In a move that could completely shake up the market, Microsoft today announced general availability its Windows Azure Infrastructure Services, along with a commitment match Amazon’s AWS service prices for commodity services such as compute, storage and bandwidth. To begin with the same, Microsoft has reduced GA prices on Virtual Machines and Cloud Services by 21-33% and promised to match any price drop in future from Amazon Web Services. Earlier this month, Microsoft announced general availability of Windows Azure Active Directory.
As part of the Infrastructure Services release, Microsoft has added in new high memory VM instances up to 28GB and 56 GB to run demand intensive workloads along with new Microsoft validated instances to it’s list including SQL Server, SharePoint, BizTalk Server, and Dynamics NAV. In addition, today’s IaaS release also includes some small VM enhancements like:
- Increased default OS disk size: The default OS disk partition size has increased from 30GB to 127GB.
- Ability to customize the Administrator username: As a good security practice, users can now customize the login name of the administrator account when creating VM images.
- Remote PowerShell Enabled By Default: Making it easier to automate setting up VMs without having to login interactively to a newly deployed instance, Microsoft has enabled remote PowerShell by default in all Windows Server OS images – including the SQL Server, BizTalk Server, and SharePoint images.
- Durable Data Disk: Virtual Machines in Windows Azure can optionally attach and use data disks for storage (each disk can be up to 1 TB in size)
- Built-in Load Balancer Support: Virtual Machines in Windows Azure can also optionally utilize a network load-balancer (LB) , thus enabling a user to distribute traffic sent to a single IP address/port to multiple VM machine instances.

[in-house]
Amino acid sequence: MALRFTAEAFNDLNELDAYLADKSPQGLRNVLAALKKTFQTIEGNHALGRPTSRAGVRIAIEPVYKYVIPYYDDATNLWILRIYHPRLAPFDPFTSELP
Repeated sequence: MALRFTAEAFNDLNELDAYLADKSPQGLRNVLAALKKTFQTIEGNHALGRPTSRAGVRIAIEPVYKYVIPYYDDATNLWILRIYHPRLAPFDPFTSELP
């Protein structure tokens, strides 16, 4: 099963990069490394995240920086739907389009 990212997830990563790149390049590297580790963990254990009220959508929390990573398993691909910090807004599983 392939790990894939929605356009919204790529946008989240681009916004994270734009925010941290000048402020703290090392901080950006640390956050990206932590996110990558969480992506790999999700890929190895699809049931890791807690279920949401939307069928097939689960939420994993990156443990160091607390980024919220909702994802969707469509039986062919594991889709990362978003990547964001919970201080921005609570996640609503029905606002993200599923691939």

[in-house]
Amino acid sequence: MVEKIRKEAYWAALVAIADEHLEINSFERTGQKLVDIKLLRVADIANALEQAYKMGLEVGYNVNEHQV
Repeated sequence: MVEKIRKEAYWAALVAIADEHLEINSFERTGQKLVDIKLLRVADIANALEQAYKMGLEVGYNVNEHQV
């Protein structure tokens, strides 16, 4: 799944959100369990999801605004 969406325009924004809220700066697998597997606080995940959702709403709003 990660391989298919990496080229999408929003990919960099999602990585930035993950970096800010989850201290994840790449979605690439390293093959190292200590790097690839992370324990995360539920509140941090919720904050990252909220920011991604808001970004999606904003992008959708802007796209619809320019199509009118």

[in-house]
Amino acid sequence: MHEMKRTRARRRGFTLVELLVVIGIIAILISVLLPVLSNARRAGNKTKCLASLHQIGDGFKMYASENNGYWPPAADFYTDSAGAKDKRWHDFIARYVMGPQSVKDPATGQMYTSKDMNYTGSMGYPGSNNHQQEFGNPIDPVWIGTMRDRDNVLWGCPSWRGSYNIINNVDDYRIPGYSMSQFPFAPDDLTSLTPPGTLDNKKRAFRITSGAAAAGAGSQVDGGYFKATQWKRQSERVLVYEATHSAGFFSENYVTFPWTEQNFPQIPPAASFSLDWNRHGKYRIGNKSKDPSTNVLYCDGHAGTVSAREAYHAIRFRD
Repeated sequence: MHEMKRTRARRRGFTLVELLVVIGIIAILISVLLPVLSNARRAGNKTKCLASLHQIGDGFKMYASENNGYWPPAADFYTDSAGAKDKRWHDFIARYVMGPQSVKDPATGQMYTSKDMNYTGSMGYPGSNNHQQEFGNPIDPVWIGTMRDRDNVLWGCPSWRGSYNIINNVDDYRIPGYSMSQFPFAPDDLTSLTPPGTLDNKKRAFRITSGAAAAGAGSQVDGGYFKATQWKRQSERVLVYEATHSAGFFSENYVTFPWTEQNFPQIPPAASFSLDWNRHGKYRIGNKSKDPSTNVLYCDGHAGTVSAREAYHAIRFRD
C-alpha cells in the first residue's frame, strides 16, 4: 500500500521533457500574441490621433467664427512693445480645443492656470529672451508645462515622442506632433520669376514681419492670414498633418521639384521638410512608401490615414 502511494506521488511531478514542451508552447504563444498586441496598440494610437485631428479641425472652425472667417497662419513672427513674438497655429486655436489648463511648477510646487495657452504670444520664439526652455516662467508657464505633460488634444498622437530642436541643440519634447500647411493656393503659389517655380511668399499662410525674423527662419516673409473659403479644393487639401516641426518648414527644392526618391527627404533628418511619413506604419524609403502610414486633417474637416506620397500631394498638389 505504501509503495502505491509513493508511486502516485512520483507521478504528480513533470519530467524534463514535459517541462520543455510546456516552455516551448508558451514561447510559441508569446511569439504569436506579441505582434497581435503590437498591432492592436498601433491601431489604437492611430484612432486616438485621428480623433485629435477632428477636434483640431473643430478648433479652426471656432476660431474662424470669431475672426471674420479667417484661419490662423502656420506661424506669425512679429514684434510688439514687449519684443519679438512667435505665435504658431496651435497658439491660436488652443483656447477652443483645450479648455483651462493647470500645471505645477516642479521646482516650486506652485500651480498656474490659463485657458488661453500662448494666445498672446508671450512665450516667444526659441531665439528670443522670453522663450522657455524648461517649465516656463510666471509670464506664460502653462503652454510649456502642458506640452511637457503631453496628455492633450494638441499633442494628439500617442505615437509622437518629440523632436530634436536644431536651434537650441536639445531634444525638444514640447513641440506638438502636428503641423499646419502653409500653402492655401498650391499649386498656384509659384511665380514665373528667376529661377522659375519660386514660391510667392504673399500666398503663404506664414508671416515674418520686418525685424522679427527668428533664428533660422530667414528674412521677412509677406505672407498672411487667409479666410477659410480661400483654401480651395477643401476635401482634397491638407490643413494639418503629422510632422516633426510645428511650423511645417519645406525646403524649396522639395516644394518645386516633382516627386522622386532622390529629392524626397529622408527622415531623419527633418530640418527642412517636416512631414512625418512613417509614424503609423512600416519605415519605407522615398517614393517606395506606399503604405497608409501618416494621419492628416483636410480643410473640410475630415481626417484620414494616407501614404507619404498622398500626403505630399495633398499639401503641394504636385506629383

– Bill Hilf, GM, Windows Azure product marketing.
“Customers don’t want to rip and replace their current infrastructure to benefit from the cloud; they want the strengths of their on-premises investments and the flexibility of the cloud. It’s not only about Infrastructure as a Service (IaaS) or Platform as a Service (PaaS), it’s about Infrastructure Services and Platform Services and hybrid scenarios,” said Mr. Bill Hilf, GM, Windows Azure product marketing. “The cloud should be an enabler for innovation, and an extension of your organization’s IT fabric, not just a fancier way to describe cheap infrastructure and application hosting,” he added.
Microsoft has also enabled an hourly billing model which gets rid of upfront costs to get started. This means that customers don’t have to pay for an upfront license of Microsoft’s server products; they can instead pay an additional hourly rate above the standard OS rate for the hours they run the software. To push the new offering, Microsoft has also announced a free three month trial of Windows Azure.
Microsoft’s Windows Azure service is more likely to appeal to customers who have existing infrastructure, existing applications, existing datacenters, and want to take advantage of cloud technologies.
Whether Microsoft can compete with AWS across it’s the entire spectrum of cloud remains to be seen. However, the decision to match AWS’ pricing will sure make the cloud provider industry focus on performance rather than simply competing on low prices to attract customers.